On the day I spent attempting not to use my phone, the hardest part for me was abstaining from social media. With Instagram being my favorite platform, I thought about pulling out my phone and catching up on what I had missed multiple times throughout the day. My slight boredom that was usually fulfilled by my phone was now very apparent. I knew my lunch hour would be the most difficult time to abstain from my phone. I usually spend this time every day eating and scrolling through various forms of social media all while listening to a podcast or music through headphones. To help myself during this day, I planned to go out to lunch with my boss and coworker. I knew that being with someone else and having face to face interaction would keep me from wanting to be on my phone the entire hour and it seemed to work.

The afternoon proved to be more difficult for me to stay off of my phone. As the end of the work day neared, I wanted to make plans for after work. This is where I gave in and texted. Even though I gave into the temptation of my phone, it was for a specific reason rather than mindless entertainment. The second time I texted while trying not to was also with cause. Just as spending time with people helped me avoid my phone during my lunch, going to bed with someone helped me avoid my phone at night. Most nights I lay in bed texting for at least 15 minutes before turning on Netflix and falling asleep. This night I was able to talk with my boyfriend until my body was tired naturally, and then go to sleep without the noise of a tv show in the background.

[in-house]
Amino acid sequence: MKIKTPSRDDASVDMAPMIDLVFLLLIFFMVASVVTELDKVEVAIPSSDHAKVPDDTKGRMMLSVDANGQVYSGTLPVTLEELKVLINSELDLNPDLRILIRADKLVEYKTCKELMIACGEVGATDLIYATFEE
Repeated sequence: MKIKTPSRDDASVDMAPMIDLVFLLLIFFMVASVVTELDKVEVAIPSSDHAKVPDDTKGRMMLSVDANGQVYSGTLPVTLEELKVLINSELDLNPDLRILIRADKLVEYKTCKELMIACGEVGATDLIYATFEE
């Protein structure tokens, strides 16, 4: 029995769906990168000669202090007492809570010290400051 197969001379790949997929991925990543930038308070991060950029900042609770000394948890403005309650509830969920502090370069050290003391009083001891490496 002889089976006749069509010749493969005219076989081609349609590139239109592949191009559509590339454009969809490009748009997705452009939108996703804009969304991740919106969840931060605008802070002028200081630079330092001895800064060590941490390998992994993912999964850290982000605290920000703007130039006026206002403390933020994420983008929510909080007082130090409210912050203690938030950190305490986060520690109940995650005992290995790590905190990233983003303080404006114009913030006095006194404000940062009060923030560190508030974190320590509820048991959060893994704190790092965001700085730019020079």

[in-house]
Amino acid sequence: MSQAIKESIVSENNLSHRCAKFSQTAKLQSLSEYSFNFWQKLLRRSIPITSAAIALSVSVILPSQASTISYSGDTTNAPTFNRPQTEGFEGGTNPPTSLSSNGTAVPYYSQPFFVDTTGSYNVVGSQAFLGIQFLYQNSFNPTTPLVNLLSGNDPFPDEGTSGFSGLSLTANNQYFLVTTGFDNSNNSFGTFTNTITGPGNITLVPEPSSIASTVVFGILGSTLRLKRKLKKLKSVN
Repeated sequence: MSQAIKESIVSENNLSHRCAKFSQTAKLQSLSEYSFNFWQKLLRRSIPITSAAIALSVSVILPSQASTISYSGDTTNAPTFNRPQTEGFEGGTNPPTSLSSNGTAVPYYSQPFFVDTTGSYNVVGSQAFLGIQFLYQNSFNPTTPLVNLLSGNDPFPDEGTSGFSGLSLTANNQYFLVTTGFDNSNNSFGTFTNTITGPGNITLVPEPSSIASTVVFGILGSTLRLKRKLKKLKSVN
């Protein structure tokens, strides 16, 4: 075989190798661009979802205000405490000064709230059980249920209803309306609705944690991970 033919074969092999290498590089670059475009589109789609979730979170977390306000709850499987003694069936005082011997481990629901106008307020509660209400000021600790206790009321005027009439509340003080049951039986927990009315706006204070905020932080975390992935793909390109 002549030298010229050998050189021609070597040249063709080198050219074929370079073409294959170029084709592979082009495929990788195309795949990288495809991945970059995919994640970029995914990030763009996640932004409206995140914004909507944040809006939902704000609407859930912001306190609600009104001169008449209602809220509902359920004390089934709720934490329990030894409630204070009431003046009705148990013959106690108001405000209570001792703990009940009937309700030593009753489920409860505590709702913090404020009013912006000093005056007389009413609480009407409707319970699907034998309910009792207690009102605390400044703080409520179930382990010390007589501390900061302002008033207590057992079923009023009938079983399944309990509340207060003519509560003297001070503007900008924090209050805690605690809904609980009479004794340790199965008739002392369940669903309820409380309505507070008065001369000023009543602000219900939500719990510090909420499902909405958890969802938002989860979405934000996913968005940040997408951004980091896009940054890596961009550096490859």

While there are a multitude of benefits to an entire society having access to such a powerful technology, there are also many drawbacks. The first of these being how cell phones negatively affect our brain. Having a tiny computer at one’s fingertips has caused minds to become lazy. Before this technology, it was not uncommon to have an address book in one’s mind. The phone numbers of important people were at the tip of one’s tongue whenever need be. Now, one may have just the few most important, if that. Clive Thompson, the Wire writer, explains, “‘I’ve almost given up making an effort to remember anything’ he says, ‘because I can instantly retrieve the information online'” (pg. 180). The power to look up anything one could want to know is a positive effect of technology, but the indolent nature of Americans because of this is not. On the days I tracked my phone usage, I didn’t see this as an obvious problem that I have. There are many things that I admit to not memorizing because I know my phone can assist me when I do need the information handy, but it is not something that I access on a daily basis. An example of this is US history. There is a lot of facts and knowledge that was taught in school that I didn’t retain partially because I know it is not crucial for me to memorize it. On the off chance that I do need to know a fact about history, I know that I am able to look up the information I am looking for on my phone quickly and efficiently. While it is much easier to look up the information rather than memorize it, it has made my mind lazier than if I had taken the effort to know it myself. In addition to the lazy brains of phone users, the technology on cell phones is able to manipulate the brains of users. In Harris’ (2016) article, How Technology is Hijacking Your Mind-from a Magician and Google Design Ethicist, he explains how technology is able to control one’s mind without the user even noticing. The technology that users access on their cell phones and other devices has the power to only show what it wants to show, get people addicted to their specific technology, and accentuate what one is missing out on when they don’t use this technology. These factors combined with the lack of knowledge stored in a user’s brain, proves that the brains of cell phone users are dramatically different that people who do not use this same technology.

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